Two matches. Two wins. Rahul Dravid could not have asked for a better start on the results front. But with respect to selection and experimentation, have India been brave enough in this series? We look at this and two other key takeaways from the second T20I, including New Zealand’s Daryl Mitchell conundrum.
Are India guilty of not experimenting enough?
India have completed another bilateral series win, that too in dominant fashion. They have now lost just one bilateral T20I series at home since 2017. All is well.
But have they utilized this series smartly? Or are they guilty of not experimenting enough?
Heading into this series, we knew a lot of things beforehand.
We knew that Rohit and Rahul are arguably the best opening pair in the world. We knew that Ashwin is a proper craftsman who is still elite with the white ball, and we knew that Suryakumar Yadav, at least in terms of dynamism, is the best number three in the country.
The whole point of this series was to find out new things. To experiment.
But truth be told, two games in, India have not done a great job at that.
We know Siraj was injured, but with one game in the bag, India could - and should - have tried out Avesh Khan. In a series like this with little significance, there was really no need for Bhuvneshwar to play in the first place, let alone play back-to-back matches.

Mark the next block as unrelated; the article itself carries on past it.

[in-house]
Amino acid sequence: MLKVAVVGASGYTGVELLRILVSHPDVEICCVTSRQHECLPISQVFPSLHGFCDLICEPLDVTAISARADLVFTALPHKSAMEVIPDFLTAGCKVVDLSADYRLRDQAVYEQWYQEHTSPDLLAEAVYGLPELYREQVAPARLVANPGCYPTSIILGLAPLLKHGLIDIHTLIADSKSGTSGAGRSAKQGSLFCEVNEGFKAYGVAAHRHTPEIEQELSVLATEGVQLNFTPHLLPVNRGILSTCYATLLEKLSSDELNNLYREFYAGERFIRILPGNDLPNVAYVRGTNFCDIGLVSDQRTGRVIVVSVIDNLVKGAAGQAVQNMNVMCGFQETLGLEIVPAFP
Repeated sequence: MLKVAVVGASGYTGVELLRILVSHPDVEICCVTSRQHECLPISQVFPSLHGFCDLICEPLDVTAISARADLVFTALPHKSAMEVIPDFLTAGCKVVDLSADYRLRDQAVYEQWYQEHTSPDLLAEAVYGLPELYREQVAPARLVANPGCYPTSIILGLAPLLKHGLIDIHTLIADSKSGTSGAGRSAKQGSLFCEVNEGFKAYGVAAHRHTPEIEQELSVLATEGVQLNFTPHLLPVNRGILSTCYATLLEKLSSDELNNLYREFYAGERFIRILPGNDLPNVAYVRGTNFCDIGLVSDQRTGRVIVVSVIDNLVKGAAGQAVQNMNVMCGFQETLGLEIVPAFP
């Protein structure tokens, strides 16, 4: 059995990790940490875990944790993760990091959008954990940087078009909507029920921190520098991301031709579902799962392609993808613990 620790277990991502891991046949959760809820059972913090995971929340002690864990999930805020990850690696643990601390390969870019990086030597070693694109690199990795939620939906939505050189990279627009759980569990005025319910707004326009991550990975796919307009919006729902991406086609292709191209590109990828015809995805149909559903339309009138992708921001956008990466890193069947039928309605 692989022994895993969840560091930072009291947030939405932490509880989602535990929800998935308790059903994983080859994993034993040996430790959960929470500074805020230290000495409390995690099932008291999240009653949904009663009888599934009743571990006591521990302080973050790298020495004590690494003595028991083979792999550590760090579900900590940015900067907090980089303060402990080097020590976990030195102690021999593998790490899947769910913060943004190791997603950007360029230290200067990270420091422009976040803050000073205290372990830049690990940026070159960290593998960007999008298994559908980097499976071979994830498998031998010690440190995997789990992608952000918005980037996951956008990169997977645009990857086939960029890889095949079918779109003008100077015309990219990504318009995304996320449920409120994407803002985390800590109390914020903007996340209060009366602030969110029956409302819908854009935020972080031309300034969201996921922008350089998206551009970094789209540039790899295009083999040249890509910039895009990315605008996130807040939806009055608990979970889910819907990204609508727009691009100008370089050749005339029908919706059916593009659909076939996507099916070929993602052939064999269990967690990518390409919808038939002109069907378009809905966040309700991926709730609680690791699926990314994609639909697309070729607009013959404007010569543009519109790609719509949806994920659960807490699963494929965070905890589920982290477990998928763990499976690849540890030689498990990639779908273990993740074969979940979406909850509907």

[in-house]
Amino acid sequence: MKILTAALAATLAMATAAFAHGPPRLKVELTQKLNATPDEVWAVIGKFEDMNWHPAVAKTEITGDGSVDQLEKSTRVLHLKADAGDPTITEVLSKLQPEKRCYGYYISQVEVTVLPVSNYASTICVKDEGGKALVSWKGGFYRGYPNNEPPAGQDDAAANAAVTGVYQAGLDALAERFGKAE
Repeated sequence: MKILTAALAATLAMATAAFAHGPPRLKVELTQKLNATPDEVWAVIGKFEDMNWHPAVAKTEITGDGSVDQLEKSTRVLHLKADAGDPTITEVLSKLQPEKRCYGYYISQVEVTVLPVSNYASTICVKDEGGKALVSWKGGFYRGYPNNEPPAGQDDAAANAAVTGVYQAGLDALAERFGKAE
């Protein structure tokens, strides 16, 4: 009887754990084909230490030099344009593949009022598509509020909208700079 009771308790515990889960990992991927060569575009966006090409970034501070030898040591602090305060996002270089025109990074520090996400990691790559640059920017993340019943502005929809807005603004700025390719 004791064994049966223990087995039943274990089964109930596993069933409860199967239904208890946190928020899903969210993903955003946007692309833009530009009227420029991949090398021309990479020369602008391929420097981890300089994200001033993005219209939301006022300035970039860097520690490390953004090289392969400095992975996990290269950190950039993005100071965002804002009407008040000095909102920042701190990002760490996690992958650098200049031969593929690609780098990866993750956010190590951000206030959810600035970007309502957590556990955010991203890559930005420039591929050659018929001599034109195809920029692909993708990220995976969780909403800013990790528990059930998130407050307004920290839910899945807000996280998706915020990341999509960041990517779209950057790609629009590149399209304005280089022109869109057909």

It is also worth asking if Ashwin, who will also be playing the Tests in a week’s time, had to play this series.
Venkatesh Iyer was picked as the seam bowling all-rounder who can double-up as the sixth bowler, but he is yet to bowl a single over. In a way, this defeats the purpose. For the whole point of picking him in the XI was to find out whether he was capable enough of filling the void left by Pandya.
After winning the toss today, India had a chance to challenge themselves by trying to address one of their Achilles Heels, which is batting first. Having already won the first match of the series, they had a golden chance to take a risk. Yet they didn’t, and chose the safe option of chasing, owing to being focused more on the result.
They got what they wanted as they comprehensively won the match (and sealed the series), but ultimately, learnings have been minimal.
With the series now in the bag, India will, in all likelihood, give the unused players a chance in the third game, but in a nothing-to-play-for bilateral series, they could have experimented a lot more.